RITUAL for kids

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I finally picked Lichtenbergianism for Kids back up and started working on it again. For a couple of weeks I just futzed around with what I had already written in Scrivener, but yesterday I dove into the areas I had not written yet.

This was naturally the chapter on RITUAL, which is hard enough even when you’re not writing for 10–12-year-olds. I had already written an intro explaining the Hero’s Journey, which is easy enough to grok, and now I have to overlay the structure of ritual onto that.

My first decision was to omit the NUMEN/CONNECTION steps and relegate them to a footnote. My AUDIENCE is not developmentally capable of abstract thought, so everything has to be as concrete as possible.

So here’s a sample:


To invoke something means to call upon it [footnote: The word comes from the Latin in- + vocare, “to call in”], so an invocation is literally calling on… what?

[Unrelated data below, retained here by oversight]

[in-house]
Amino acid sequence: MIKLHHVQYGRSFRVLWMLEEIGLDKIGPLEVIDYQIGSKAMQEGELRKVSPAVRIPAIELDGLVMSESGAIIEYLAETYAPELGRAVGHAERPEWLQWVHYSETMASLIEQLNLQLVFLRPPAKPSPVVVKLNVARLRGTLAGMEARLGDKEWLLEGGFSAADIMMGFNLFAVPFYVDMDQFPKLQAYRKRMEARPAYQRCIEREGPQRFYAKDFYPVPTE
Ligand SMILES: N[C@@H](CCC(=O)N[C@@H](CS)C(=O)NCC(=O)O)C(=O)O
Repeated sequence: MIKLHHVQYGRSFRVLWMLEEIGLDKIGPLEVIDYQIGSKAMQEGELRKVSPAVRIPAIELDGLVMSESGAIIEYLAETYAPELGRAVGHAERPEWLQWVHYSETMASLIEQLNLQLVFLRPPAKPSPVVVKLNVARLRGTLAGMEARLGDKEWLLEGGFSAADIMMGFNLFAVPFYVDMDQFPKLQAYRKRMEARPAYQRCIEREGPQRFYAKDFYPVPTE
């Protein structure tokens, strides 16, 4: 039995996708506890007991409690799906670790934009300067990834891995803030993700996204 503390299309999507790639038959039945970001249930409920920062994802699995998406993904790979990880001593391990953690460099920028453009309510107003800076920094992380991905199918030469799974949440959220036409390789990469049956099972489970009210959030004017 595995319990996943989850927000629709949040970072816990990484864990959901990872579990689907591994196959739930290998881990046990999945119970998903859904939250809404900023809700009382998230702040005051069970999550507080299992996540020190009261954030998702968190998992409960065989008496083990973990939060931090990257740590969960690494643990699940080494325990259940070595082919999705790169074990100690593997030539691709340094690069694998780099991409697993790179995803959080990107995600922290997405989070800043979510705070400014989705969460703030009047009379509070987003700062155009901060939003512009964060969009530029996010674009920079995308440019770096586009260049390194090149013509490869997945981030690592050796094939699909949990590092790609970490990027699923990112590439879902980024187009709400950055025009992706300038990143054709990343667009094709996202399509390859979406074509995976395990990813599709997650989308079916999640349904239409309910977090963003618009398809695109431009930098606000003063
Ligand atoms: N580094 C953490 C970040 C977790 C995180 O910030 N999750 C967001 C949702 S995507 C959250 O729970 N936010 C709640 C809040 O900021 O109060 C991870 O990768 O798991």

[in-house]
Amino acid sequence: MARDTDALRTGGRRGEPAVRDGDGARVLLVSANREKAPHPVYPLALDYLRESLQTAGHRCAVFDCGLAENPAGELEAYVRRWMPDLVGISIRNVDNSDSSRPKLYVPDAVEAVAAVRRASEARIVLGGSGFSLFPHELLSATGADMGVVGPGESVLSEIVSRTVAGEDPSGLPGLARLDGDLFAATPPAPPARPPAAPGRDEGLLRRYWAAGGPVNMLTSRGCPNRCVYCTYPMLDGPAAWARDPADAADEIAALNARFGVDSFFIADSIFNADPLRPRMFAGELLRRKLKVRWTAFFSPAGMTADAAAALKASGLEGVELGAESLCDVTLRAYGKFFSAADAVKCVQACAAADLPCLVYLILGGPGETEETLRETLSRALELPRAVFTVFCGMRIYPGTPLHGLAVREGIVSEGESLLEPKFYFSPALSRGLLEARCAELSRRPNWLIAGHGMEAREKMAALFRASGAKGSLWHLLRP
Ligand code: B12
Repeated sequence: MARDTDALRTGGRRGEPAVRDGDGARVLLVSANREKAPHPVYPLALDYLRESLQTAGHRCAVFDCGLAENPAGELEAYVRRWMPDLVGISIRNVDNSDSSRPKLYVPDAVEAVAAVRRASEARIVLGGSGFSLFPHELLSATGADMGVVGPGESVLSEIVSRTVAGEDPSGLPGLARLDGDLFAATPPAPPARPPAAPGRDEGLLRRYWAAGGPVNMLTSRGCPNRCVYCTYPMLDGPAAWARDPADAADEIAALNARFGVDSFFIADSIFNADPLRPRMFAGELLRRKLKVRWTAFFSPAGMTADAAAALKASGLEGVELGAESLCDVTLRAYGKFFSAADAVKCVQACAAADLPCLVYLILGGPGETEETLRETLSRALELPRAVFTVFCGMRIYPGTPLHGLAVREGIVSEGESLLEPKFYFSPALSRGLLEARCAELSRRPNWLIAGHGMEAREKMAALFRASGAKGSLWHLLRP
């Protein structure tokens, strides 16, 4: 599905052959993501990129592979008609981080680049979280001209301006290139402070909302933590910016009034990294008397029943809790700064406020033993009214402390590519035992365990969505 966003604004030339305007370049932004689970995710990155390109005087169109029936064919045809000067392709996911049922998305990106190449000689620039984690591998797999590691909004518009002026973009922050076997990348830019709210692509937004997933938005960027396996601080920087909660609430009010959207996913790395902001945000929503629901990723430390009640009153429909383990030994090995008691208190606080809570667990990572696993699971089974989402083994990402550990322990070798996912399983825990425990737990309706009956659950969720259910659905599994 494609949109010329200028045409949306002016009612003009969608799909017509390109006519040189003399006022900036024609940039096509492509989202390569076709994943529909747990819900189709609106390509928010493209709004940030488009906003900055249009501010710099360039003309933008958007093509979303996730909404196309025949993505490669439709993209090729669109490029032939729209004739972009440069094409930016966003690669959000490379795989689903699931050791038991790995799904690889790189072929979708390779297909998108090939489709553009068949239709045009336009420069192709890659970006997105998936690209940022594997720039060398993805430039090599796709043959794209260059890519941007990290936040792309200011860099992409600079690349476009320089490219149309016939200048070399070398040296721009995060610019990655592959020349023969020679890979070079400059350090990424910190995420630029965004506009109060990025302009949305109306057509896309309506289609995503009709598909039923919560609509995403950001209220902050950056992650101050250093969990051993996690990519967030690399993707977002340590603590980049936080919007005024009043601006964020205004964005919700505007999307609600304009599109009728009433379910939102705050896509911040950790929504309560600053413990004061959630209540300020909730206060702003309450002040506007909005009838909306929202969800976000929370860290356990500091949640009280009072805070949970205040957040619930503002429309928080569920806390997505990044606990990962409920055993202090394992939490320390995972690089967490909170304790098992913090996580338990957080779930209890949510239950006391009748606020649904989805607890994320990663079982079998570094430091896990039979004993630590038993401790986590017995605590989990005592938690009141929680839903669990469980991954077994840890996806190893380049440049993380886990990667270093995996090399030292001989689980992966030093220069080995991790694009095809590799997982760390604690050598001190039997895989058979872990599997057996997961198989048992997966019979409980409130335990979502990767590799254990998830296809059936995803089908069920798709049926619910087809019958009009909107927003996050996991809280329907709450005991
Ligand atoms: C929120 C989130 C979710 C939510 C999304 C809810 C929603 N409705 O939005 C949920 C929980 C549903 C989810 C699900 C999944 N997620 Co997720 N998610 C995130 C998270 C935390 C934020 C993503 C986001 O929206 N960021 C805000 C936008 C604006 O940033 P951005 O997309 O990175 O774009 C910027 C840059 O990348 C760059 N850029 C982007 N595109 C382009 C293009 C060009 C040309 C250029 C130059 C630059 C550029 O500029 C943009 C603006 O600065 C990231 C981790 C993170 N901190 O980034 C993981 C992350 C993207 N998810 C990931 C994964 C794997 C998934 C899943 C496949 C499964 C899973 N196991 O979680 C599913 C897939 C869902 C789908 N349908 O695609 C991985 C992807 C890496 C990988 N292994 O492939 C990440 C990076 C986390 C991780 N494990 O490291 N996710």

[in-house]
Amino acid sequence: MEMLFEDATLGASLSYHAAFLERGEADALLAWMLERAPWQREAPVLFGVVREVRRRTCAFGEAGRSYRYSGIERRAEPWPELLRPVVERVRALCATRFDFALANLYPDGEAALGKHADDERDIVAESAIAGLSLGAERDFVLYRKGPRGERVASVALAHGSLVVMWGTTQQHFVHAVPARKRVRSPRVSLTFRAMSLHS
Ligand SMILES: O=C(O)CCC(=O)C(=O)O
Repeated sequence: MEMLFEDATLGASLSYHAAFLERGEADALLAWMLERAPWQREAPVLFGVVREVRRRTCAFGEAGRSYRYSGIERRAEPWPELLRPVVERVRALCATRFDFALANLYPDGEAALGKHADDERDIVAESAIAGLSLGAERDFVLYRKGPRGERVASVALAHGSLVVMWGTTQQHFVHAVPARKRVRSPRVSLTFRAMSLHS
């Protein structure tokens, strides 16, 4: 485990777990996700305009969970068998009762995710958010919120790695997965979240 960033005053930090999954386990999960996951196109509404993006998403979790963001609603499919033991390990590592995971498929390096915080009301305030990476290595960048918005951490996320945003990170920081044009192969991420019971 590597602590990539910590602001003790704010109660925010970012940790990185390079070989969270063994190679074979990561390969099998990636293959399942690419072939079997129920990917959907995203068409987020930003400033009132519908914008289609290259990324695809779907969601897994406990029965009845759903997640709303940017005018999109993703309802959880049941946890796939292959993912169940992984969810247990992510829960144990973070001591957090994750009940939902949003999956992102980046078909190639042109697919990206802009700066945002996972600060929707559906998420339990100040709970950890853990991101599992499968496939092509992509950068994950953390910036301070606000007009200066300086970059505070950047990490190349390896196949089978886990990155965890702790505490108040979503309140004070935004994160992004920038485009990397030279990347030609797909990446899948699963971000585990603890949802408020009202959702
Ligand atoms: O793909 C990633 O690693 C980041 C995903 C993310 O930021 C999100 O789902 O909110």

In the ritual of a church service, an invocation begins by calling on God to join the congregation. In ancient poetry (like the Iliad and the Odyssey), the poet begins by invoking the Muse to help him tell the story.

For Lichtenbergians, the INVOCATION means calling on our own creativity to Make the Thing That Is Not. Art doesn’t just happen; we have to decide to make it happen.

Sometimes artists make the decision to work at specific times every day, or specific days. That’s an INVOCATION.

When I whip out a new WASTE BOOK and slap a label on it for a project, that’s an INVOCATION.

When you have an idea and can’t wait to get to your art supplies or notebook or musical instrument, that’s an INVOCATION.

The point is: you must decide to Make the Thing That Is Not.

Then it’s time to DRAW THE CIRCLE.

The trick will be to give concrete examples and a lot of illustrations and how-to’s. More as we go along.